- Nethack. Measures to prevent multiple save files. Magikarp Power... tons of it. A Golden Ending... exactly one. Randomly Drops... oh yeah.
- Pokémon: The strong Pokémon are always the rarest and hardest to catch, and it's the trope namer for Magikarp Power. Not to mention the Mew-equivalent legendaries that can only be obtained at special events.
- Those unique Pokémon are sometimes captured at low levels, resulting in a true debate: raise your creature as you want (though the later games let you re-teach your Pokémon moves that they've forgotten anyway) or simply because you like the grind, or start kicking butt right away?
- But those Pokémon you wasted hours trying to catch will probably be banned from tournaments anyway, and you'll have to spend hours EV training and chain breeding certain Mons not because they're the most powerful, but purely because they're optimal for countering the ones that other people use.
- In the essence, it enforces the ultimate factor in fun for Pokémon - there is no single ultimate mon so you have to keep changing it up to stay in the game.
- DJMAX Online required you to grind levels to play harder songs.
- The new "Quest" mode in Drummania V6 (and probably Guitar Freaks V6 also) presents challenges which award you quest ranking points. However, when you start off, all of the hardest quests are not accessible. If you can already clear difficulty-level 95 songs, have fun grinding the "Clear this level 30 song" quests until your rank is high enough to access the real challenges.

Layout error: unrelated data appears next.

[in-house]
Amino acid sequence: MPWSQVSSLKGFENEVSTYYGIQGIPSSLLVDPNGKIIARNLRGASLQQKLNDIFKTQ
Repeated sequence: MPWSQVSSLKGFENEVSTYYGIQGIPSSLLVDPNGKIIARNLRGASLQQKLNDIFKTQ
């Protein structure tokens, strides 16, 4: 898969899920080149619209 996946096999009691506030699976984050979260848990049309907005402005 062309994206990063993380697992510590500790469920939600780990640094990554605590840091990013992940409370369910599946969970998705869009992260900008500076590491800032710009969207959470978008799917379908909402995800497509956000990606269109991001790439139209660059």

- Want to drive a fast, highly-tuned sports car in any Racing Game ever? Be ready to pay your dues in a stock VW Golf or similar car for a while. Or Bribe Your Way To Victory.
- Especially common with Korean MMORPGs, of which Mabinogi Fantasy Life is a classic example; with the intense Level Grinding only the start. Nearly all skills start as Magikarp Power, the best basic skills requiring months of training to be useful. Advanced skills require either Collection Quests rife with difficult to find random drops, or arduous story-based quests that often require high levels of unrelated skills to even attempt; and nearly all of both types include a Bonus Level of Hell (however, in most cases it is possible to skip this level by buying the item from another player, or gain assistance from higher-level players). Story-line quests also require a considerable amount of involvement from other players in order to complete; so you actually have to convince your friends, or more often random strangers, to help you out.
- Weapons and armour are also minimally effective without upgrades, which require a considerable amount of time and effort to aquire; and the best versions are often only available as random drops from bosses, or rewards from a Bonus Level of Hell.
- Spirit Weapons also suffer from Magikarp Power, and require a consider amount of time, and buying expensive in-game items or grinding for items to feed it, in order to make them useful.